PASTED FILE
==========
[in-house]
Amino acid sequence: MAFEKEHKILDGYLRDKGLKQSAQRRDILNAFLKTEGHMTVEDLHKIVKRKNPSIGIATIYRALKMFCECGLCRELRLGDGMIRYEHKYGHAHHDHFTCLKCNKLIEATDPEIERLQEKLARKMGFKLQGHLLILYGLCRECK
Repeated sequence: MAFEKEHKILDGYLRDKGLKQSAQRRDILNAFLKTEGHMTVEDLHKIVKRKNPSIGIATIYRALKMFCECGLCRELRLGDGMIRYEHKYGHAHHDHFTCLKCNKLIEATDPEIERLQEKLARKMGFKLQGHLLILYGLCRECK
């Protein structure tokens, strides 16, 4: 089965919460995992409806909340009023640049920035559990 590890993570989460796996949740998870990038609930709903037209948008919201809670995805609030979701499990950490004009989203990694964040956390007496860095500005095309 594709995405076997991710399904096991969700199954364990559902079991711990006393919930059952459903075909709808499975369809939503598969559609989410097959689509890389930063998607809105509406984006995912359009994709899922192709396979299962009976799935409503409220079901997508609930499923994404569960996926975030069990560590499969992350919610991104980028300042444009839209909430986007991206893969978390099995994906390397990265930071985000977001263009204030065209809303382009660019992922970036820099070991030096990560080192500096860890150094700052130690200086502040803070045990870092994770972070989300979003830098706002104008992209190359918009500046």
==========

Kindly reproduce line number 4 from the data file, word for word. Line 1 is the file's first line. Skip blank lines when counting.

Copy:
């Protein structure tokens, strides 16, 4: 089965919460995992409806909340009023640049920035559990 590890993570989460796996949740998870990038609930709903037209948008919201809670995805609030979701499990950490004009989203990694964040956390007496860095500005095309 594709995405076997991710399904096991969700199954364990559902079991711990006393919930059952459903075909709808499975369809939503598969559609989410097959689509890389930063998607809105509406984006995912359009994709899922192709396979299962009976799935409503409220079901997508609930499923994404569960996926975030069990560590499969992350919610991104980028300042444009839209909430986007991206893969978390099995994906390397990265930071985000977001263009204030065209809303382009660019992922970036820099070991030096990560080192500096860890150094700052130690200086502040803070045990870092994770972070989300979003830098706002104008992209190359918009500046």